In pursuit of court protection against the Shelby County Election Commission, Pamela Moses was allowed to be her own attorney. (Photo: Dr. Sybil C. Mitchell)

A lawsuit filed by local activist Pamela Moses provided the storyline for a legal drama that played out in Chancery Court last week with the plaintiff representing herself.

Moses, aka “P. Moses,” sought an “Emergency Petition for Protective Restraining Order” against “the all-male Shelby County Election Commission,” which she asserted had taken retaliatory action against her for a separate judicial lawsuit “exposing them.”

Pamela Moses

Chancellor JoeDae Jenkins presided over the two-day hearing, ultimately denying Moses’ request for the order of protection against the Election Commission. The case scenario included Moses’ account of being detained at the Chicago O’Hare International Airport on an arrest warrant issued in Shelby County and bussed back to Memphis with other fugitives.

Moses declared her candidacy for mayor in this past year’s General Election. After kicking off her campaign and learning that she had been disqualified, she sued the Election Commission seeking judicial review to be placed on the ballot.

The Election Commission, Moses argued, took retaliatory action against her for the judicial lawsuit.

Flashback to November 12 and Moses, an accomplished rapper, was returning from a trip to London, where she was recording the music video for a January-release single, “Shooting Stars.” Coming back through customs, she was detained on a Fugitive of Justice warrant signed by Judge James Lammey, who, according to Moses, had recused himself from a 2015 case involving her.

“Actually, they were very courteous to me in customs, but (Shelby County District Attorney) Amy Weirich had me listed as a fugitive from justice,” Moses said. “Even the people in customs were saying, ‘Why don’t we just let her take the flight back home and arrest her in Memphis?’ The whole thing was designed to humiliate me and to deprive me of my rights. The customs agents kept saying, ‘It’s the South. That’s how it is in the South.’”

The emergency order of protection was necessary, said Moses, to stop Election Commission from sending derogatory information to the D.A.’s office.

Moses earlier was convicted on charges stemming from allegations that she voted illegally in several elections. At last week’s hearing, it was revealed that Moses sought to subpoena witnesses from the Election Commission and the district attorney’s office in an effort to prove her case.

Representing the Election Commission, attorney Pablo Varela argued that the subpoenas could not be enforced because recipients had only been given two days rather than the allotted 21 days. Jenkins agreed.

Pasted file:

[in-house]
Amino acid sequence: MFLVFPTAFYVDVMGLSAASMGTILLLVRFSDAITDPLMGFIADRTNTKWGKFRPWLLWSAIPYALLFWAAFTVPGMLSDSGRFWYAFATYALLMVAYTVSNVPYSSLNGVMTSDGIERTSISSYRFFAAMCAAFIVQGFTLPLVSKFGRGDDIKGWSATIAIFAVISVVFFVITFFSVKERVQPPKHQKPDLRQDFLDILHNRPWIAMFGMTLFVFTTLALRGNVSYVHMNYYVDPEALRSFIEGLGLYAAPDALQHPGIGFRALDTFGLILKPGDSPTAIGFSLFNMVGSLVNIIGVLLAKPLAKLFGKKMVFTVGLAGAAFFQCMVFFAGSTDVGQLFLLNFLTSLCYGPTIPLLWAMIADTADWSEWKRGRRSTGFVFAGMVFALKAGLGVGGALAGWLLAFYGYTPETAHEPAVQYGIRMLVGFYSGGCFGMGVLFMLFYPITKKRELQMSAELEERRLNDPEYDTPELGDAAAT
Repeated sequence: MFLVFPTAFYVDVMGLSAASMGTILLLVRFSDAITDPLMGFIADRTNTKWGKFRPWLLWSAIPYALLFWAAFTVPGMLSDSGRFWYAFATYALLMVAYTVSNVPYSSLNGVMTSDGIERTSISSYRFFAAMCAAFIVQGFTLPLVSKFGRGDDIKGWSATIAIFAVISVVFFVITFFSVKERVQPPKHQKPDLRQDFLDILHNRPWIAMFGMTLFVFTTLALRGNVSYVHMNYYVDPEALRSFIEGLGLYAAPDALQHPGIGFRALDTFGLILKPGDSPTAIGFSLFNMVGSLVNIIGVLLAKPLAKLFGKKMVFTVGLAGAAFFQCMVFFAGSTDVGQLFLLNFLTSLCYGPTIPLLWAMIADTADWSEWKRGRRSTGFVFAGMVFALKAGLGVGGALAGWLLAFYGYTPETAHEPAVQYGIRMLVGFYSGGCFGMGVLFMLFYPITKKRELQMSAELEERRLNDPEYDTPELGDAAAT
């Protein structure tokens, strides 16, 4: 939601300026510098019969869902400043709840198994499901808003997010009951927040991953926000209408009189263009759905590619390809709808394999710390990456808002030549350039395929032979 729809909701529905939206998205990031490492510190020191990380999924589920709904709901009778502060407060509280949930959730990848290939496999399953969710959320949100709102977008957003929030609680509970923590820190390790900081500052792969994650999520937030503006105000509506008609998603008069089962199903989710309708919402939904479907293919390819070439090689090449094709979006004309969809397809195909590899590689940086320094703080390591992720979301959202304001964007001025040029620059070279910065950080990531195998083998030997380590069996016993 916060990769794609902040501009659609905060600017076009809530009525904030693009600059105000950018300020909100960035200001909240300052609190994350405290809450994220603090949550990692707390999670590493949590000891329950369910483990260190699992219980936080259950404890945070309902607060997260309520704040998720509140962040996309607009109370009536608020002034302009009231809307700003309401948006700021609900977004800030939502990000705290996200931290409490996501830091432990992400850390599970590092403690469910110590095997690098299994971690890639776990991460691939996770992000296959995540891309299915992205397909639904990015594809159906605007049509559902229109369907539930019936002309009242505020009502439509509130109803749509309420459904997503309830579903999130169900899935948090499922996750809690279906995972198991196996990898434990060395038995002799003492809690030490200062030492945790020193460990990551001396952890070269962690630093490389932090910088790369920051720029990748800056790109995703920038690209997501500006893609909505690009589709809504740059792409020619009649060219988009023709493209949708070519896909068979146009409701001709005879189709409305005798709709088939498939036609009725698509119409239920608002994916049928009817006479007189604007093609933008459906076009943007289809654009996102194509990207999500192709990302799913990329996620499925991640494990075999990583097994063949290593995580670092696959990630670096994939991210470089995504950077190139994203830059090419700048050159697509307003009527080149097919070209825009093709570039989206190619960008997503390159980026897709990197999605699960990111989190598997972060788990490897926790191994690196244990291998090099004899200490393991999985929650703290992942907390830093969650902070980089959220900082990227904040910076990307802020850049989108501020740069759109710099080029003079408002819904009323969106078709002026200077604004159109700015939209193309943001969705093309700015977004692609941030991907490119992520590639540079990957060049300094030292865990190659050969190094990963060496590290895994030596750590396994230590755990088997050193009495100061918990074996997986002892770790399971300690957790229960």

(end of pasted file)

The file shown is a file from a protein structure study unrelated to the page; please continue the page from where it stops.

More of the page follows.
Varela also pushed back on having documents subpoenaed, asserting that Moses was gathering information to be used in discovery of material for her upcoming criminal trial.

Moses is charged with 14 counts of criminal fraud and illegal voter registration. During her mayoral run, Moses was asked to provide proof that her right to vote had been restored following a 2015 conviction. It was not provided at the appointed time and she was declared ineligible.

According to Varela, the restoration of rights – citizenship, to vote and run for office – considered separately after a felony conviction.

At one point in last week’s hearing, Moses said she was a victim of false arrest and imprisonment and that her 13th Amendment right had been violated. The 13th Amendment to the Constitution abolished slavery.

“Your Honor, I object,” Varela said in reference to Moses’ 13th Amendment assertion. “At no time did the Election Commission subject Ms. Moses into forced servitude.”

Moses said she suffers with asthma and other problems and that she was taken into custody at the Chicago airport without her needed medication.

“After an eight-hour flight from London, I needed my medication. They told me I couldn’t have medication while I was locked up in Cook County. So I spent eight days at the hospital in custody so I could receive medication.

“After that, I was released and put in a white van with nothing but men. They were picking up and dropping off fugitives. We rode through 18 states,” she said.

“Four days we were on that van, only stopping for bathroom breaks and to eat. The whole situation was just very disheartening, and I’m trying to tell people that the Election Commission and district attorney’s office is conspiring against me.”

The Election Commission had no further comments and the district attorney’s office had not returned a call by press deadline.